Students in mathematics courses studied breadth-first
versus depth-first algorithms, board evaluation functions,
and the underlying mathematical theory of chess. A book
titled "A Mathematical Analysis of some Roles of Center
Control in Mobility." was often used as a text in the
advanced placement course for students intending to go on to
Some schools offered a psychology course with a theme on
how to psych out an opponent. This course was
controversial, because there was little evidence one could
psych out a CM. However, proponents of the course claimed
it was also applicable to business and other areas.
Students of dance and drama learned to represent chess
pieces, their movement, the flow of a game, the interplay of
pieces, and the beauty of a well-played match. But such
studies were deemed to carry little weight toward getting
into the better colleges.
All of this was, course, long long ago. All contact with
Chesslandia has been lost for many years.
That is, of course, another story. We know its
beginning. The Chesslandia government and industry
supported a massive educational research and development
program. Of course, the main body of research funds was
devoted to facilitating progress in the theory and pedagogy
of chess. Eventually, however, quite independently of
education, the electronic digital computer was invented.
Quite early on it became evident that a computer could be
programmed to play chess. But, it was argued, this would be
of little practical value. Computers could never play as
well as adult citizens. And besides, computers were very
large, expensive, and hard to learn to use. Thus,
educational research funds for computer-chess were severely
However, over a period of years computers got faster,
cheaper, smaller, and easier to use. Better and better
chess programs were developed. Eventually, portable
chess-playing computers were developed, and these machines
could play better than most adult citizens. Laboratory
experiments were conducted, using CMs from zoos, to see what
happened when these machines were pitted against CMs. It
soon became evident that portable chess-machines could
easily defeat most CMs.
While educators were slow to understand the deeper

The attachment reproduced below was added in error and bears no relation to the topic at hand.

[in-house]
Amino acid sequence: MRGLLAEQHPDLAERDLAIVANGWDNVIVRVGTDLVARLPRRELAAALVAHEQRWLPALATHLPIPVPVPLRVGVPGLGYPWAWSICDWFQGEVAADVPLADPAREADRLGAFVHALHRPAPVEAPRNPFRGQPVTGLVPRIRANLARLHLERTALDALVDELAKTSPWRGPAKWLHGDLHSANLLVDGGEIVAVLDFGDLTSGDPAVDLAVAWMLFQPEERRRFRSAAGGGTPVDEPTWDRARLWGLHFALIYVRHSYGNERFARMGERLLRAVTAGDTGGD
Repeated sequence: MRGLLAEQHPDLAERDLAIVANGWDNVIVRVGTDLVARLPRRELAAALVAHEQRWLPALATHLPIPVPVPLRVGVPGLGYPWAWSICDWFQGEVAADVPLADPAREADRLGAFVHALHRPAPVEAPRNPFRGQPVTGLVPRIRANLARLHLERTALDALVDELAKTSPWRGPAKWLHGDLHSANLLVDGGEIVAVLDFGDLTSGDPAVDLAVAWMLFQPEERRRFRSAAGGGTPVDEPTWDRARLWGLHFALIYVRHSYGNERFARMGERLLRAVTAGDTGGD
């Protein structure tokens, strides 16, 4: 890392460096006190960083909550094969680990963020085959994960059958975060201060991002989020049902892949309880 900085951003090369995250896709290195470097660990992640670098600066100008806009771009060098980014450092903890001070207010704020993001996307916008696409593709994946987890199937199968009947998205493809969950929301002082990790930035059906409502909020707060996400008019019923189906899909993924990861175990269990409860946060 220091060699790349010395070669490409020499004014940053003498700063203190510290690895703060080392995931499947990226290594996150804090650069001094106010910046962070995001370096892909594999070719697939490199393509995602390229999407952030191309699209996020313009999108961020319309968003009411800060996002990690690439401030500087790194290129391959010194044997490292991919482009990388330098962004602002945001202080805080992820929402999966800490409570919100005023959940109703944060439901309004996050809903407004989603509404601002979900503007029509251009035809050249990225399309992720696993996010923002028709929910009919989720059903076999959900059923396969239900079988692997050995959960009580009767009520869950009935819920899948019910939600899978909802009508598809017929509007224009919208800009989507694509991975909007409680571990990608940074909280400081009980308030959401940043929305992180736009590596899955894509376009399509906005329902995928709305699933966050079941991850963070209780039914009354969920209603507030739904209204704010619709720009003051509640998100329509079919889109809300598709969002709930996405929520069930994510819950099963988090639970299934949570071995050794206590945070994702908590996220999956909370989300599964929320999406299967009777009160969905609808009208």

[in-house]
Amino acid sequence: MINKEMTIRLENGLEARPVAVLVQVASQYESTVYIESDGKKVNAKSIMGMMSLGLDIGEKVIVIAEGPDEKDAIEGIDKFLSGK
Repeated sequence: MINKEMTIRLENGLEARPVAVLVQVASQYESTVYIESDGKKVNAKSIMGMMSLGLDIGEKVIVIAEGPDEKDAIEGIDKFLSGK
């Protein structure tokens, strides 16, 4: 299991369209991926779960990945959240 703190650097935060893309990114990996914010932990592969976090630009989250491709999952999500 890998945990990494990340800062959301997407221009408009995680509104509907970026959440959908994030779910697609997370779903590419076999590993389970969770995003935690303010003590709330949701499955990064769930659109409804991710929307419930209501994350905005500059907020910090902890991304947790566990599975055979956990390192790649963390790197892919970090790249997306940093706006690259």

implications of chess-playing computers, many soon decided
that the machines could be used in schools. "Students can
practice against the chess-machine. The machine can be set
to play at an appropriate level, it can keep detailed
records of each game, and it has infinite patience."
Parents called for "chess-machine literacy" to be included
in the curriculum. Several state legislatures passed
requirements that all students in their schools must pass a
chess-machine literacy test.
At the same time, a few educational philosophers began
to question the merits of the current curricula, even those
which included a chess-computer literacy course. Why should
the curriculum spend so much time teaching students to play
chess? Why not just equip each student with a
chess-machine, and revise the curriculum so it focuses on
There was a call for educational reform, especially from
people who had a substantial knowledge of how to use
computers to play chess and to help solve other types of
problems. Opposition from most educators and parents was
strong. "A chess-machine cannot and will never think like
an adult citizen. Moreover, there are a few CMs that can
defeat the best chess-machine. Besides, one can never tell
when the batteries in the chess-machine might wear out." A
third grade teacher noted that "I teach students the end
game. What will I do if I don't teach students to deal with
the end game?" Other leading citizens and educators noted
that chess was much more than a game. It was a language, a
culture, a value system, a way of deciding who will get into
the better colleges or get the better jobs.
Many parents and educators were confused. They wanted
the best possible education for their children. Many felt
that the discipline of learning to play chess was essential
to successful adulthood. "I would never want to become
dependent on a machine. I remember having to memorize three
different chess openings each week. And I remember the
worksheets that we had to do each night, practicing these
openings over and over. I feel that this type of homework
The education riots began soon thereafter.
Retrospective Comments 3/31/02
In 1997, a computer beat the reigning world chess
champion in a six-game match. It seems likely that by the
end of the current decade a microcomputer will be able to
beat thehuman world chess champion.
I think Chesslandia: A Parable is my all time favorite
editorial. It seems as relevant now as it was wne I wrote
in. During the next two decades, it is quite likely that
computer systems will be built that are at least 1,000 times
as fast as current machines. People will have routine access
to microcomputers that are a thousand time the speed of
current microcomputers. People will have routine access to
networks that are a thousand times as fast as today's
What will our schools be like????